When DNA from hundreds of people is pooled together, it has been impossible to identify any individuals. In what could be a boon for crime-fighters, however, a statistical technique now makes the task possible--allowing forensic detectives to determine whether a suspect handled a gun, for example.
But the technique also creates a privacy concern about health data; the National Institutes of Health (NIH) in Bethesda, Maryland, is now backpedaling on a policy mandating genetic sharing developed just 8 months ago for fear that the health information of people who participated in the studies could be identified.
The authors of the paper, which appears in the 29 August issue of PLoS Genetics, work on large genome-wide association studies. Researchers hunting for disease genes will scan the genomes of many people with and without, say, cancer, combing through a pool of hundreds of thousands of DNA variants. These studies frequently combine DNA from hundreds of individuals to try to discern patterns of inheritance in a population--what percentage carry a version of a gene that might predispose to heart attacks, for example, and what percentage carry another, less harmful version. "People have always asked us, 'Could you unpool' " once the DNA has been mixed, says geneticist David Craig of the Translational Genomics Research Institute in Phoenix, Arizona. "It really is a forensics question."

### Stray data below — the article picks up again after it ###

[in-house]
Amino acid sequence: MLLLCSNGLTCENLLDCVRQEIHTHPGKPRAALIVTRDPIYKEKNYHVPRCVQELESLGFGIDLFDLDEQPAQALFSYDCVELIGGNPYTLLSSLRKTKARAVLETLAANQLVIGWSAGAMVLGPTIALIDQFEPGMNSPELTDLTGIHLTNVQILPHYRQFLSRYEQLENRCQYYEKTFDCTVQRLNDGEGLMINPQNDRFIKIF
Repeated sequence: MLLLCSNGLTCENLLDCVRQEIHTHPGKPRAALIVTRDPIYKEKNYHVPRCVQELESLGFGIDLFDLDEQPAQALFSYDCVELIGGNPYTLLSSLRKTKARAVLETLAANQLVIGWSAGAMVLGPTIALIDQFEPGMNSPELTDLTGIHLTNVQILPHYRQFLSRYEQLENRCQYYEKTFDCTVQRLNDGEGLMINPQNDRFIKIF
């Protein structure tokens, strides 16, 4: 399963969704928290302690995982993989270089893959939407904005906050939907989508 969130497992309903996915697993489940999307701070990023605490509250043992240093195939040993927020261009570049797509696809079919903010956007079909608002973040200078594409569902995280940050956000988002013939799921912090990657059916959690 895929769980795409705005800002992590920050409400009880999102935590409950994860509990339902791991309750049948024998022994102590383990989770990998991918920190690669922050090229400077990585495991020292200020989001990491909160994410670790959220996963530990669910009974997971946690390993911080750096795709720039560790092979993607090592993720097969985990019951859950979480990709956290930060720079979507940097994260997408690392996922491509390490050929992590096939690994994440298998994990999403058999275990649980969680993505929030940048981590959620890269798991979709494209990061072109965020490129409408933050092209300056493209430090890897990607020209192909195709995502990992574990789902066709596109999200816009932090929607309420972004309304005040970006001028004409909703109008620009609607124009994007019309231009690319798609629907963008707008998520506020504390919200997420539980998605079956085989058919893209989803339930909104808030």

To find out, Craig and his colleagues developed a mathematical strategy to search the pool for DNA variants called single-nucleotide polymorphisms from a known individual. NIH scientists have replicated the work, and officials there say the paper raises serious privacy issues. Currently, the agency asks scientists to post pooled data on its Web site for anyone to access. Not anymore. Late last week and early this week, NIH pulled the pooled data from its Web site. "We were concerned," says Elizabeth Nabel, who chairs the committee that oversees genome-wide association studies, as well as heads the National Heart, Lung, and Blood Institute.
The gravest worry was that an individual who had someone's genetic code could determine, based on the pooled data, whether the person participated in a disease study and whether they were in the disease group, or thereby glean private health information. NIH plans to ask institutions that have posted pooled data on their own Web sites to take these down, too.
Meanwhile, Craig says the work also has implications for forensics, offering detectives a way to identify whether a suspect has handled a weapon, for example, that was touched by many others. "This wouldn't be the final thing in a court of law," he says, "but it would give them the reason" to investigate further.